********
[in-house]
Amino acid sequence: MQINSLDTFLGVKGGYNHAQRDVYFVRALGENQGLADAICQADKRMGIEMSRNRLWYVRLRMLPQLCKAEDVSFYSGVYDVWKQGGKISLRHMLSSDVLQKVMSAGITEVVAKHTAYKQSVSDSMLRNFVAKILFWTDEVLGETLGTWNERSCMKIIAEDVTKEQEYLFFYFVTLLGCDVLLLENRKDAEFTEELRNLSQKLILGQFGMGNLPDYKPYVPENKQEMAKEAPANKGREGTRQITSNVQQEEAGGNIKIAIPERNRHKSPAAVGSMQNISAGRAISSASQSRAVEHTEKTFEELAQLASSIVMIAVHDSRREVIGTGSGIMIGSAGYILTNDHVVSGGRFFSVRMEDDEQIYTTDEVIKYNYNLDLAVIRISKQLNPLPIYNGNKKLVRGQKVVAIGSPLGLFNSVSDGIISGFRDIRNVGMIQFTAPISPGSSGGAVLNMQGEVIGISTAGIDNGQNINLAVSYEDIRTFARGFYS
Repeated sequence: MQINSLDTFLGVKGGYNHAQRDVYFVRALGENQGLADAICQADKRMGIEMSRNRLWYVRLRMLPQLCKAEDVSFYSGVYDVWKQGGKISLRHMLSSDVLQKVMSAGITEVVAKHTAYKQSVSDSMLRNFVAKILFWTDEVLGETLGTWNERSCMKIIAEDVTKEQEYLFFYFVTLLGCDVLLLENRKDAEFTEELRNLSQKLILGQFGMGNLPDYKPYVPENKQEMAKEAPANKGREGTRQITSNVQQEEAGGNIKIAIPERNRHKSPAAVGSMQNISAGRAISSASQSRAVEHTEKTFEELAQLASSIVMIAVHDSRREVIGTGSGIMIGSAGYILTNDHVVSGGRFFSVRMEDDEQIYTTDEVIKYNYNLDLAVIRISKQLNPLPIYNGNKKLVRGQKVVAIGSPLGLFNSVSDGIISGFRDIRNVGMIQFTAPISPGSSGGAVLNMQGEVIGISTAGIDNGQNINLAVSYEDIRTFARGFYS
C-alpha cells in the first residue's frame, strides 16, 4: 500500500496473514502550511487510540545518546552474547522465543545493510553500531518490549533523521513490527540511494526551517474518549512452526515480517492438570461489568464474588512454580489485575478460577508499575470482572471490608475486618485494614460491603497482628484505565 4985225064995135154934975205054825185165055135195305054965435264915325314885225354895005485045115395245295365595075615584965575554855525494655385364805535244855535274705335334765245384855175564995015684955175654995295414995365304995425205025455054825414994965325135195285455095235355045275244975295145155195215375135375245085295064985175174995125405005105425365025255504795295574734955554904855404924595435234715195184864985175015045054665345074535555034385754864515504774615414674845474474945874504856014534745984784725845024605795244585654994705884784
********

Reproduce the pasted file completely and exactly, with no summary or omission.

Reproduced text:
[in-house]
Amino acid sequence: MQINSLDTFLGVKGGYNHAQRDVYFVRALGENQGLADAICQADKRMGIEMSRNRLWYVRLRMLPQLCKAEDVSFYSGVYDVWKQGGKISLRHMLSSDVLQKVMSAGITEVVAKHTAYKQSVSDSMLRNFVAKILFWTDEVLGETLGTWNERSCMKIIAEDVTKEQEYLFFYFVTLLGCDVLLLENRKDAEFTEELRNLSQKLILGQFGMGNLPDYKPYVPENKQEMAKEAPANKGREGTRQITSNVQQEEAGGNIKIAIPERNRHKSPAAVGSMQNISAGRAISSASQSRAVEHTEKTFEELAQLASSIVMIAVHDSRREVIGTGSGIMIGSAGYILTNDHVVSGGRFFSVRMEDDEQIYTTDEVIKYNYNLDLAVIRISKQLNPLPIYNGNKKLVRGQKVVAIGSPLGLFNSVSDGIISGFRDIRNVGMIQFTAPISPGSSGGAVLNMQGEVIGISTAGIDNGQNINLAVSYEDIRTFARGFYS
Repeated sequence: MQINSLDTFLGVKGGYNHAQRDVYFVRALGENQGLADAICQADKRMGIEMSRNRLWYVRLRMLPQLCKAEDVSFYSGVYDVWKQGGKISLRHMLSSDVLQKVMSAGITEVVAKHTAYKQSVSDSMLRNFVAKILFWTDEVLGETLGTWNERSCMKIIAEDVTKEQEYLFFYFVTLLGCDVLLLENRKDAEFTEELRNLSQKLILGQFGMGNLPDYKPYVPENKQEMAKEAPANKGREGTRQITSNVQQEEAGGNIKIAIPERNRHKSPAAVGSMQNISAGRAISSASQSRAVEHTEKTFEELAQLASSIVMIAVHDSRREVIGTGSGIMIGSAGYILTNDHVVSGGRFFSVRMEDDEQIYTTDEVIKYNYNLDLAVIRISKQLNPLPIYNGNKKLVRGQKVVAIGSPLGLFNSVSDGIISGFRDIRNVGMIQFTAPISPGSSGGAVLNMQGEVIGISTAGIDNGQNINLAVSYEDIRTFARGFYS
C-alpha cells in the first residue's frame, strides 16, 4: 500500500496473514502550511487510540545518546552474547522465543545493510553500531518490549533523521513490527540511494526551517474518549512452526515480517492438570461489568464474588512454580489485575478460577508499575470482572471490608475486618485494614460491603497482628484505565 4985225064995135154934975205054825185165055135195305054965435264915325314885225354895005485045115395245295365595075615584965575554855525494655385364805535244855535274705335334765245384855175564995015684955175654995295414995365304995425205025455054825414994965325135195285455095235355045275244975295145155195215375135375245085295064985175174995125405005105425365025255504795295574734955554904855404924595435234715195184864985175015045054665345074535555034385754864515504774615414674845474474945874504856014534745984784725845024605795244585654994705884784